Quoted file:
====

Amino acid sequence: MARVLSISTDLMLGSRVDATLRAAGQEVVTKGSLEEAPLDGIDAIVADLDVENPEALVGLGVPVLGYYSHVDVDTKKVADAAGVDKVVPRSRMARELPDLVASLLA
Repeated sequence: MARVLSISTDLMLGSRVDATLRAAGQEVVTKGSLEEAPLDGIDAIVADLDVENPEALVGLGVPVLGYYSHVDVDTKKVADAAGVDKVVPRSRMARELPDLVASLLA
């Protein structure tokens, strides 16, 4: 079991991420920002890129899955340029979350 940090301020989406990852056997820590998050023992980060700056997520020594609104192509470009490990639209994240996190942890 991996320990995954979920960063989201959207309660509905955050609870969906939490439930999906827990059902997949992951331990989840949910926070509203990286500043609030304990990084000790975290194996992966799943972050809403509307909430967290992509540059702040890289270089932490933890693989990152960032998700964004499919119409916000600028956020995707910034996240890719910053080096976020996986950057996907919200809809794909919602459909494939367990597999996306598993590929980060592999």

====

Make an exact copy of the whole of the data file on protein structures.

Amino acid sequence: MARVLSISTDLMLGSRVDATLRAAGQEVVTKGSLEEAPLDGIDAIVADLDVENPEALVGLGVPVLGYYSHVDVDTKKVADAAGVDKVVPRSRMARELPDLVASLLA
Repeated sequence: MARVLSISTDLMLGSRVDATLRAAGQEVVTKGSLEEAPLDGIDAIVADLDVENPEALVGLGVPVLGYYSHVDVDTKKVADAAGVDKVVPRSRMARELPDLVASLLA
């Protein structure tokens, strides 16, 4: 079991991420920002890129899955340029979350 940090301020989406990852056997820590998050023992980060700056997520020594609104192509470009490990639209994240996190942890 991996320990995954979920960063989201959207309660509905955050609870969906939490439930999906827990059902997949992951331990989840949910926070509203990286500043609030304990990084000790975290194996992966799943972050809403509307909430967290992509540059702040890289270089932490933890693989990152960032998700964004499919119409916000600028956020995707910034996240890719910053080096976020996986950057996907919200809809794909919602459909494939367990597999996306598993590929980060592999």